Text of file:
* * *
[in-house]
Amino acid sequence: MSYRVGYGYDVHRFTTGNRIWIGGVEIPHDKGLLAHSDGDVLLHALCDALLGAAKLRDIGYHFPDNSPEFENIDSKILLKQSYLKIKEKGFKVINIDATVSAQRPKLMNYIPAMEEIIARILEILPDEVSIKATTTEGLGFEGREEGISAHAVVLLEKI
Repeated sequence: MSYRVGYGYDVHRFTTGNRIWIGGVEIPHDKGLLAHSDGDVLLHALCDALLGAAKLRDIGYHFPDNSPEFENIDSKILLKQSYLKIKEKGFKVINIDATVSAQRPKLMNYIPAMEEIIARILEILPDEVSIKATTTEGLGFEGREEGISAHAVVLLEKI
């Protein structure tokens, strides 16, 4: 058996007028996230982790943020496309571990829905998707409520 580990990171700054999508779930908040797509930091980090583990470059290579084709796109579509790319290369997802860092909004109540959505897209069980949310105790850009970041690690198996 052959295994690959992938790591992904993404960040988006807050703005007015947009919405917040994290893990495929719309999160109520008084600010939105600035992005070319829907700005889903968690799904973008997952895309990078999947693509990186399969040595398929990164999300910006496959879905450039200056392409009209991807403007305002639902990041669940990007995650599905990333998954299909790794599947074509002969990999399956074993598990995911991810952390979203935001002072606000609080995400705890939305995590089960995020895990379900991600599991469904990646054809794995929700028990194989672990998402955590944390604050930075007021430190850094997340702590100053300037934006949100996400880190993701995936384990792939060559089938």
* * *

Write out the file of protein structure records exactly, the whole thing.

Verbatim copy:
[in-house]
Amino acid sequence: MSYRVGYGYDVHRFTTGNRIWIGGVEIPHDKGLLAHSDGDVLLHALCDALLGAAKLRDIGYHFPDNSPEFENIDSKILLKQSYLKIKEKGFKVINIDATVSAQRPKLMNYIPAMEEIIARILEILPDEVSIKATTTEGLGFEGREEGISAHAVVLLEKI
Repeated sequence: MSYRVGYGYDVHRFTTGNRIWIGGVEIPHDKGLLAHSDGDVLLHALCDALLGAAKLRDIGYHFPDNSPEFENIDSKILLKQSYLKIKEKGFKVINIDATVSAQRPKLMNYIPAMEEIIARILEILPDEVSIKATTTEGLGFEGREEGISAHAVVLLEKI
């Protein structure tokens, strides 16, 4: 058996007028996230982790943020496309571990829905998707409520 580990990171700054999508779930908040797509930091980090583990470059290579084709796109579509790319290369997802860092909004109540959505897209069980949310105790850009970041690690198996 052959295994690959992938790591992904993404960040988006807050703005007015947009919405917040994290893990495929719309999160109520008084600010939105600035992005070319829907700005889903968690799904973008997952895309990078999947693509990186399969040595398929990164999300910006496959879905450039200056392409009209991807403007305002639902990041669940990007995650599905990333998954299909790794599947074509002969990999399956074993598990995911991810952390979203935001002072606000609080995400705890939305995590089960995020895990379900991600599991469904990646054809794995929700028990194989672990998402955590944390604050930075007021430190850094997340702590100053300037934006949100996400880190993701995936384990792939060559089938």